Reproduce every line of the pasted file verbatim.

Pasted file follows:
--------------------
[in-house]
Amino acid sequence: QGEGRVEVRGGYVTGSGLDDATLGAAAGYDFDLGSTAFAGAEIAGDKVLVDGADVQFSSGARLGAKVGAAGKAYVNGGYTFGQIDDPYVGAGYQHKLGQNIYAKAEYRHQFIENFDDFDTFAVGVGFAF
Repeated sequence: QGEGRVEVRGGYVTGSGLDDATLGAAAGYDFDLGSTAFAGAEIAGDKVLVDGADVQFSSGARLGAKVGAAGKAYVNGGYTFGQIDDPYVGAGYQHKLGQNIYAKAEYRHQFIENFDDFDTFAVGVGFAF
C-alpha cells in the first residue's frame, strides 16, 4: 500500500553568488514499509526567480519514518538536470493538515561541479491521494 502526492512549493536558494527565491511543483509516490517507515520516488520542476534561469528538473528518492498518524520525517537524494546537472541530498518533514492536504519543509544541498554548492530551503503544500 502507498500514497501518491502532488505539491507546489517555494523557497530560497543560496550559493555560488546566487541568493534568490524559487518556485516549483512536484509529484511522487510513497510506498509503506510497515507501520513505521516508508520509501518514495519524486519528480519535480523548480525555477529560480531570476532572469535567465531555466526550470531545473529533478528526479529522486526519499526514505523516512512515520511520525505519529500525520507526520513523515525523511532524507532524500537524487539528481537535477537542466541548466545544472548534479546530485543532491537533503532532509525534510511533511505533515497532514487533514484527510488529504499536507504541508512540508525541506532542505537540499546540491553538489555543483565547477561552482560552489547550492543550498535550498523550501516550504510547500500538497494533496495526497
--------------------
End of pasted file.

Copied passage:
[in-house]
Amino acid sequence: QGEGRVEVRGGYVTGSGLDDATLGAAAGYDFDLGSTAFAGAEIAGDKVLVDGADVQFSSGARLGAKVGAAGKAYVNGGYTFGQIDDPYVGAGYQHKLGQNIYAKAEYRHQFIENFDDFDTFAVGVGFAF
Repeated sequence: QGEGRVEVRGGYVTGSGLDDATLGAAAGYDFDLGSTAFAGAEIAGDKVLVDGADVQFSSGARLGAKVGAAGKAYVNGGYTFGQIDDPYVGAGYQHKLGQNIYAKAEYRHQFIENFDDFDTFAVGVGFAF
C-alpha cells in the first residue's frame, strides 16, 4: 500500500553568488514499509526567480519514518538536470493538515561541479491521494 502526492512549493536558494527565491511543483509516490517507515520516488520542476534561469528538473528518492498518524520525517537524494546537472541530498518533514492536504519543509544541498554548492530551503503544500 502507498500514497501518491502532488505539491507546489517555494523557497530560497543560496550559493555560488546566487541568493534568490524559487518556485516549483512536484509529484511522487510513497510506498509503506510497515507501520513505521516508508520509501518514495519524486519528480519535480523548480525555477529560480531570476532572469535567465531555466526550470531545473529533478528526479529522486526519499526514505523516512512515520511520525505519529500525520507526520513523515525523511532524507532524500537524487539528481537535477537542466541548466545544472548534479546530485543532491537533503532532509525534510511533511505533515497532514487533514484527510488529504499536507504541508512540508525541506532542505537540499546540491553538489555543483565547477561552482560552489547550492543550498535550498523550501516550504510547500500538497494533496495526497